Assistant Professor of Economics Markus Mobius used TheFacebook for his research.
Assistant Professor of Economics Markus Mobius used TheFacebook for his research.

The Friendometer?

So you’ve used it as a dating service, as your own popularity meter, and as a stalker device. But have
By Aria S.K. Laskin

So you’ve used it as a dating service, as your own popularity meter, and as a stalker device. But have you tried it as a comprehensive and multi-varied micro-social research tool?

Unbeknownst to most of its 15,000 users, a number of academics have begun to use TheFacebook as a qualitative research tool, eschewing its traditional uses for more sophisticated ones.

“One of the very first people to do so was me,” Dustin A. Moskovitz ’06-’07, who has worked on TheFacebook since its creation last year, writes in an e-mail. “Actually. I used it in April-May as part of a 30 page paper for my Econ tutorial (I got an A).”

A small step for Moskovitz, but a giant leap for TheFacebook’s scientific career. Since Moskovitz’ final project, two researchers in Harvard’s Economics Department have used TheFacebook in their studies, too. Indeed, with its widespread popularity and its high traffic, the networking website—besides offering a way to find out your crush’s relationship status—might prove to be the most refined method of person-to-person social research yet.

Social Studies

“Network effects and social networks themselves are still open areas in science,” says Moskovitz, but since he and colleague Mark E. Zuckerberg ’06-’07 founded TheFacebook last February, all that’s begun to change.

“There are very few datasets the size and complexity of TheFacebook,” says Moskovitz, and a growing number of Harvard faculty would agree.

Assistant Professor of Economics Markus Möbius researches these kinds of social networks for a living. Last year, Möbius was searching for a cost effective way to see how friends learn from one another, so he contacted Moskovitz to use TheFacebook as a dataset.

Möbius then developed a simple trivia game—offering incentives for players to list their ten closest friends—which would load each time a user logged in.

“It was really easy,” says Jeremy P. Tchou ’08. “All I had to do was make up these questions and write down who I wanted them to be sent to. I ended up winning one free yoga class, but they sent me two—it was pretty sweet.”

But Tchou was not the only satisfied participant. Approximately 3,000 people participated in Möbius’ study, and although the study is on-going, Mobius has already discovered that using TheFacebook has at least two rewards.

First, it’s downright cheap.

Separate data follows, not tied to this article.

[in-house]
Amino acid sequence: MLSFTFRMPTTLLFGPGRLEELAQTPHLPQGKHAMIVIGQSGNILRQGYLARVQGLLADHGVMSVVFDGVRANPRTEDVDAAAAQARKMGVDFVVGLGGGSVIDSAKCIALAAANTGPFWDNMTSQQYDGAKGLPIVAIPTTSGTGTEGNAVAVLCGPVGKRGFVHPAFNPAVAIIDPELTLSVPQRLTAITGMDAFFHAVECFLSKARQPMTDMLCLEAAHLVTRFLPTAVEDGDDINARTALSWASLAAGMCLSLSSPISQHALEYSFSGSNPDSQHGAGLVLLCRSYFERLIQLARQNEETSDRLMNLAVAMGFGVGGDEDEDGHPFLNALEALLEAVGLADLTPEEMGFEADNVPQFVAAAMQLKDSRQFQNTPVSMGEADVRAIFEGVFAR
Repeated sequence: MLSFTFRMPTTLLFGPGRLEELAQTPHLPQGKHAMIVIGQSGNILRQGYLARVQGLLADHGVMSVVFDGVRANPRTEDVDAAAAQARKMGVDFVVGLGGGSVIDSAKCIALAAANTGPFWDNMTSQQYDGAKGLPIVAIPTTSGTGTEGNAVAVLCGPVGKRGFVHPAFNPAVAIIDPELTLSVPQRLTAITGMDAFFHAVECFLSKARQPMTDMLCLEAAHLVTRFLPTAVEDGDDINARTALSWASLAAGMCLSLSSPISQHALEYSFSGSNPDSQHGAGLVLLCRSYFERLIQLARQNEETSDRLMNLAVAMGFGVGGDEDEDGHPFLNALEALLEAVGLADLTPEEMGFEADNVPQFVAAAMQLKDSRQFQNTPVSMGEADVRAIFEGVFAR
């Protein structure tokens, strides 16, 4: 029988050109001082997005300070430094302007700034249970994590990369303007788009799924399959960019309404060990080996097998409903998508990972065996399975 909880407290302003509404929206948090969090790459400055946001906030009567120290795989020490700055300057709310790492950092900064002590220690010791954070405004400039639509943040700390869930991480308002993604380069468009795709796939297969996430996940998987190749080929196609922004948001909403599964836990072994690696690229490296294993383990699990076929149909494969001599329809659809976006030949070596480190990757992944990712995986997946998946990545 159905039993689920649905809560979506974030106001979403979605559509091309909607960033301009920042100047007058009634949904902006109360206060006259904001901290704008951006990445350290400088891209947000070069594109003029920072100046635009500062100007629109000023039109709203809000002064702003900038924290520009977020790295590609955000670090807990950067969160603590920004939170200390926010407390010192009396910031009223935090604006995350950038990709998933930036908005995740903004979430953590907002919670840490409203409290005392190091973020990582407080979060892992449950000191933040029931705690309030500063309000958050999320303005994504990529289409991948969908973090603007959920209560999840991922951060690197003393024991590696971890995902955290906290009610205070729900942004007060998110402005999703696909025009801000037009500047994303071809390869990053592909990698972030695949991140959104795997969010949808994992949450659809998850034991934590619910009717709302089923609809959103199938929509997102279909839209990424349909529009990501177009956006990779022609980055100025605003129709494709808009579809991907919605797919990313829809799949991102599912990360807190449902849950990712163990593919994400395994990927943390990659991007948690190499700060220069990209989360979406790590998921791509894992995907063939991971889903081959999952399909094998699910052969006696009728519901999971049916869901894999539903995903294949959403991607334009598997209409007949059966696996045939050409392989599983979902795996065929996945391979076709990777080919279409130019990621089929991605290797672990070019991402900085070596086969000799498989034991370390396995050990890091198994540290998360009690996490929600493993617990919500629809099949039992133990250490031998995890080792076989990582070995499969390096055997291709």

“All-paper, large scale social network data require a lot of money,” says Möbius. But second, the study might open a new door for social research.

“We know very little about how social interactions work on the micro level,” says Möbius, who hopes TheFacebook will eventually be used for person-to-person relationship studies.

Bryce A. Ward, a graduate student and tutorial leader in economics, sees the same potential. Ward recently organized a study comparing friendships in the Quad with those in the River houses and used TheFacebook to gather data.

But Ward is quite aware of the program’s obvious flaws.

“The real question of TheFacebook’s validity is, do these ‘friendships’ have meaning?” says Ward. It doesn’t take an economist to figure that Facebook fiend Dongbo Yu ‘07 might not consider all of his 578 Facebook “friends” his best buddies. Although Möbius’ study improves on loose social connections by weeding out the random kid from Freshman Week, using TheFacebook to research actual friendships is inherently flawed.

The Face of the Future

Regardless, obscure Facebook friends can become a useful asset, and that kind of networking is of great interest to researchers like Möbius and Ward.

“Low level social interactions can get you a job,” says Ward. “TheFacebook allows you to see the bigger picture.”

Möbius also thinks that TheFacebook can provide a window into the under-studied world of one-on-one interactions, even among people who don’t consider themselves best friends.

“It’s a tool to follow people over time,” he says, and long-term tracking can show the benefits of having a long list of people under the “My Friends” column.

But on a wider scale, Ward also thinks that TheFacebook, besides serving as a research tool, could also change the nature of friendships among its participants. According to him, that might be TheFacebook’s most intriguing legacy.

“There will be interest in finding out how TheFacebook changes social interactions,” he says, “It’s not just a research tool, it’s an intervention.”